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The Federal Emergency Management Agency (FEMA) has advised people in the Chicago area and around the Midwest to plan ahead for the possibility of severe winter weather.
"Most of us in the Midwest are familiar with severe winter weather, but you can never be too prepared," said Andrew Velasquez III, FEMA Region V Administrator, in a statement.
FEMA recommended that residents have an emergency supply kit at home and in the car in the event of power outages and icy or impassable roads.
The kit should include a three-day supply of food and water for each person, FEMA advised, along with a battery-powered or hand-crank radio, extra flashlights and batteries, and any items to meet any unique needs of your family.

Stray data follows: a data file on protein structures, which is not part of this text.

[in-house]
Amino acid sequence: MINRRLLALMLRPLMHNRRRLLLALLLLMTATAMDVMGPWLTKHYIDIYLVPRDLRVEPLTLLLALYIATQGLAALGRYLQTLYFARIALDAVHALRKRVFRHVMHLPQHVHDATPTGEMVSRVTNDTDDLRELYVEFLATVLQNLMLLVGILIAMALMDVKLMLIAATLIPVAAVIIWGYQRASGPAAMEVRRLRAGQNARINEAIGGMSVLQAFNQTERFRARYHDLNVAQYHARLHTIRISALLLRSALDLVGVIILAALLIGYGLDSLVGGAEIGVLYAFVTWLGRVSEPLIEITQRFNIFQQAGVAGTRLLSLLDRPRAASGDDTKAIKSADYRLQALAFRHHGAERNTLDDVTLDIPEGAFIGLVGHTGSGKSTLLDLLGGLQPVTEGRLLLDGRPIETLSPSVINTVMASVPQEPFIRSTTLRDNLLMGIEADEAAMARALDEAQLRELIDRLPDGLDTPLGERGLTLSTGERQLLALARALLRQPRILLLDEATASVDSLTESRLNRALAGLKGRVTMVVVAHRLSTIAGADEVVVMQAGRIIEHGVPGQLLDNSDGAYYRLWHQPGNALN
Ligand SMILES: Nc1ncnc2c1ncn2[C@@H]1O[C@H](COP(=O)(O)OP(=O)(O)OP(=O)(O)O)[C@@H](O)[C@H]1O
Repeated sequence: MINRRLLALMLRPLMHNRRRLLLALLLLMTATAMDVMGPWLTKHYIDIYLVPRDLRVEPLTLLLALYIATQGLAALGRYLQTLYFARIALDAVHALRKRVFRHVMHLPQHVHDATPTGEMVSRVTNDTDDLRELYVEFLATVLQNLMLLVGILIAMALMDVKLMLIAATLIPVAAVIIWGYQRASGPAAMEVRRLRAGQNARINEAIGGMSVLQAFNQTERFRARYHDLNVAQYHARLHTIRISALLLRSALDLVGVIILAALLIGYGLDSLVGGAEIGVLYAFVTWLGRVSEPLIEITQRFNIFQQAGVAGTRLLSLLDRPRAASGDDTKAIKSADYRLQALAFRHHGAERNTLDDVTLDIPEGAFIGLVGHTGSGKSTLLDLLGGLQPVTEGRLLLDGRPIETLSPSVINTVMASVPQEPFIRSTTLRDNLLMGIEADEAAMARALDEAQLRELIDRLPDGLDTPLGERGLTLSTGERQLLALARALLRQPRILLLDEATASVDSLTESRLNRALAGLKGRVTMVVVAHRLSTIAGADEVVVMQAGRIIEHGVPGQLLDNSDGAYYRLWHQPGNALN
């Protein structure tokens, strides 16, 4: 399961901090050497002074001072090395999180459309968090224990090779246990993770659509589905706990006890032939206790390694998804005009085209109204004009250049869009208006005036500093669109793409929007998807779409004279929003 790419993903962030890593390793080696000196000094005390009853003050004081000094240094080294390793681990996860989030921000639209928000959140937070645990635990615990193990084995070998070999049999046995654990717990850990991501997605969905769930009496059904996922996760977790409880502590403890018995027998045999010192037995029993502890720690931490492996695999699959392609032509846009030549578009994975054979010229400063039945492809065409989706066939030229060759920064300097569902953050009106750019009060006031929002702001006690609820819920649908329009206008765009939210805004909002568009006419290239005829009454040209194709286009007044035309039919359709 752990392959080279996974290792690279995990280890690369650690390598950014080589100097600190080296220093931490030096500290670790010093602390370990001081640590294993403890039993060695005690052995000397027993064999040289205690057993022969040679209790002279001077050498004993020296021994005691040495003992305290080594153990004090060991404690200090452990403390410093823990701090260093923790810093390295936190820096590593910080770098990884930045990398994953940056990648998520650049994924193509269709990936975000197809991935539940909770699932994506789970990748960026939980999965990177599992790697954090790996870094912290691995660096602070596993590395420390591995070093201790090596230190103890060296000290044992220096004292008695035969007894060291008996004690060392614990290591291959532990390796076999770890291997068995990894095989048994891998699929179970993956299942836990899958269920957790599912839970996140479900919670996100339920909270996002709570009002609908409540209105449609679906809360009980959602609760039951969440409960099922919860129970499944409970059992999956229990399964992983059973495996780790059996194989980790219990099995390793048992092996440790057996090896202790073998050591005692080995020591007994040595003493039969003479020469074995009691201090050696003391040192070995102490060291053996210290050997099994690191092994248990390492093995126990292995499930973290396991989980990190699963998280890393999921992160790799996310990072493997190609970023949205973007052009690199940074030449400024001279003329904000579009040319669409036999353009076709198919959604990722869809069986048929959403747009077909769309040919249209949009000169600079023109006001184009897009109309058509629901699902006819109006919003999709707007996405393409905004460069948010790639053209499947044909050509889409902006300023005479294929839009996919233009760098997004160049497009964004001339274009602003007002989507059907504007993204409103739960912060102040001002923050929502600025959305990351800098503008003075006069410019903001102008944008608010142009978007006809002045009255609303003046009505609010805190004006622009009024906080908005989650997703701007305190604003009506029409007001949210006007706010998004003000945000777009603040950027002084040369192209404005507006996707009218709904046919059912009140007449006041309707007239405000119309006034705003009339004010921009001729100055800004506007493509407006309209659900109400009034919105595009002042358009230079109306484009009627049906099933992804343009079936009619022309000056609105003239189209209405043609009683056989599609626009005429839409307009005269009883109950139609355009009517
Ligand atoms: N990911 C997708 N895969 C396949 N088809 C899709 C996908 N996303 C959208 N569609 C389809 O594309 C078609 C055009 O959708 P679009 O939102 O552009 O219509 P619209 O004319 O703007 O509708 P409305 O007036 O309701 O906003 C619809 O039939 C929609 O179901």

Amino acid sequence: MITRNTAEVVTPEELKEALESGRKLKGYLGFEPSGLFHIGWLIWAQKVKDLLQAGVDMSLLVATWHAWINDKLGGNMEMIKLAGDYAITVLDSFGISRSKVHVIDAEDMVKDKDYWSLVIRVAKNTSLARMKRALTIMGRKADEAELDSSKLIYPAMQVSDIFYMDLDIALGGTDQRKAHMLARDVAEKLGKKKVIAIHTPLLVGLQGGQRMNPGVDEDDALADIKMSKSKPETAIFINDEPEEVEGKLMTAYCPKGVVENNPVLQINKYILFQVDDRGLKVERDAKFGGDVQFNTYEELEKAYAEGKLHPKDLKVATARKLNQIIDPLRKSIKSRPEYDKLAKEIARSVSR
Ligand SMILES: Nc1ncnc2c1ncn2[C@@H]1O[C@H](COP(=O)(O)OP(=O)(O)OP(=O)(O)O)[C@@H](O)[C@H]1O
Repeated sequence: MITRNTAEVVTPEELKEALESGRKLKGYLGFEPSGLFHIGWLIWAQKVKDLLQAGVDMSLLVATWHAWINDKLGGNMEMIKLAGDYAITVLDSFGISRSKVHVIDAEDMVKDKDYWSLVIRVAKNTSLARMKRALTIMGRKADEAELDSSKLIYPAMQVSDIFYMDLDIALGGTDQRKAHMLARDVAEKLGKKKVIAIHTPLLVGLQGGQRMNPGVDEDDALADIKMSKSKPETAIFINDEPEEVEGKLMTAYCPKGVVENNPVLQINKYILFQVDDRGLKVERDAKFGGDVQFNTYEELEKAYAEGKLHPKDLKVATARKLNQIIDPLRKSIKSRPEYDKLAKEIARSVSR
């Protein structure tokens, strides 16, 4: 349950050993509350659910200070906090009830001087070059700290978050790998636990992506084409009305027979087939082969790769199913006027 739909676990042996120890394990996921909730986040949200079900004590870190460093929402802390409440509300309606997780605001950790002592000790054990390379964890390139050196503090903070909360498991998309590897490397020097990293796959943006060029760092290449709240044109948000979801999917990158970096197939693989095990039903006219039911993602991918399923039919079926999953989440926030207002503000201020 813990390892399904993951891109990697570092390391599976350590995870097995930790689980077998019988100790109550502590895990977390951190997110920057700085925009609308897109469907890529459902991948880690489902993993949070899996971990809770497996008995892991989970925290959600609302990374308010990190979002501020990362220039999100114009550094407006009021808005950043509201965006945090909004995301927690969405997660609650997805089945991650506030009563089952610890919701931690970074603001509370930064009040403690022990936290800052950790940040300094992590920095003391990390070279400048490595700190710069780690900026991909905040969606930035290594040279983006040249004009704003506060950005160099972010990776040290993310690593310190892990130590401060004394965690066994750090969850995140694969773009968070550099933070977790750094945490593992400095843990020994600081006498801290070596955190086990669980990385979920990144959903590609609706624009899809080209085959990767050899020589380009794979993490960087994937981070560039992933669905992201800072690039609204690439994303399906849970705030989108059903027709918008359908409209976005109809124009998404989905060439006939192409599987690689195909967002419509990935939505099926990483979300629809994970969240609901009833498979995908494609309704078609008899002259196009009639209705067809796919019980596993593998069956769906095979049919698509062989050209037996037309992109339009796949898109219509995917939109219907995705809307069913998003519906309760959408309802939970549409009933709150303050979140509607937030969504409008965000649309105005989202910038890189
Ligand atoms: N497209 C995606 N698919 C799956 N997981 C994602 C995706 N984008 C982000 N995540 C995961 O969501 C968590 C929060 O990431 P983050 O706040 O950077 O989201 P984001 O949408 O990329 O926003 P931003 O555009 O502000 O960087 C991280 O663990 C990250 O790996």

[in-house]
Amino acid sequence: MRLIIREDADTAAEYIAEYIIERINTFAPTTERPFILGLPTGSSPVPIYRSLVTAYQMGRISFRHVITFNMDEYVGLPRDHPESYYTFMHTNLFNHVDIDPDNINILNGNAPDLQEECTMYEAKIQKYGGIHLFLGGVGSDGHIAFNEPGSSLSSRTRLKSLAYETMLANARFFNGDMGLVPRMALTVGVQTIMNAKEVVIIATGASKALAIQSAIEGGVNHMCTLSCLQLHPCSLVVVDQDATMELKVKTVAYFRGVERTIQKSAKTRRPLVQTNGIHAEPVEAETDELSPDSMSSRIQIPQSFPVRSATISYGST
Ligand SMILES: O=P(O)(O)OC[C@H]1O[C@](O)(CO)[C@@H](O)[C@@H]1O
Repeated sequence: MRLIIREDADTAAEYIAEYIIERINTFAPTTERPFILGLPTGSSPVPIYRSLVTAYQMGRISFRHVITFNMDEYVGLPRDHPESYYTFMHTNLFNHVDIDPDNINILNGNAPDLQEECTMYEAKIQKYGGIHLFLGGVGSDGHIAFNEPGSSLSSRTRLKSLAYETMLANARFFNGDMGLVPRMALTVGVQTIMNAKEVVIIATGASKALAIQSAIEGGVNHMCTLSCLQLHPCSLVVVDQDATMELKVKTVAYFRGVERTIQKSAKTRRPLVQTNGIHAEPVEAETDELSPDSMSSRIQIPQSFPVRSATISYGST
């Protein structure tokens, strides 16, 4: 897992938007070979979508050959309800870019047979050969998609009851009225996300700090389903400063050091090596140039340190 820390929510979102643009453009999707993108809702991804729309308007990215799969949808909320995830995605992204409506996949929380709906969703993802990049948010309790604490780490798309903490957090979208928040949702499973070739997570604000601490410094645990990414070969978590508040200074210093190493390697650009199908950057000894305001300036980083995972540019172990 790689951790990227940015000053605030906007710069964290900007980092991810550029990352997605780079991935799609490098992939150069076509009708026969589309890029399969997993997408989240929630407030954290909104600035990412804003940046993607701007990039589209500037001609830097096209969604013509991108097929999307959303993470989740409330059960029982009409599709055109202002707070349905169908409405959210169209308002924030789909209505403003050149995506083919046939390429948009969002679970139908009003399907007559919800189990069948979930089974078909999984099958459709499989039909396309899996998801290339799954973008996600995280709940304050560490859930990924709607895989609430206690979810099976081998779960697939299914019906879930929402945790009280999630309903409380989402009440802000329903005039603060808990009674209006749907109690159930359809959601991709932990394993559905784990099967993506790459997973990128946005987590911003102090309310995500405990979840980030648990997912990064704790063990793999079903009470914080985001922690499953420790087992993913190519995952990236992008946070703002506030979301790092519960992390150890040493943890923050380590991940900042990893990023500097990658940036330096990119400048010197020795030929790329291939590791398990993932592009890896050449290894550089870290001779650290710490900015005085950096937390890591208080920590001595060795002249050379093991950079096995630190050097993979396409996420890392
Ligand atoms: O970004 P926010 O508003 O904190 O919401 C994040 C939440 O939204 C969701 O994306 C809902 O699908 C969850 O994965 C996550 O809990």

FEMA also provided a link to a website which included a more comprehensive list of supplies you should have in your emergency kit.
The agency stressed that families should also have a communications plan, so members will know how to contact one another in the event of an emergency.
Preliminary national forecasts have predicted up to 58 inches of snow in the Chicago area. In October AccuWeather.com's long-range report predicted as much snow or more than during the Blizzard of 2011.
"People in Chicago are going to want to move after this winter," said long-range meteorologist Josh Nagelberg.
Cook County's Department of Homeland Security and Emergency Management this week announced it has ramped up plans to more efficiently handle the possible deluge.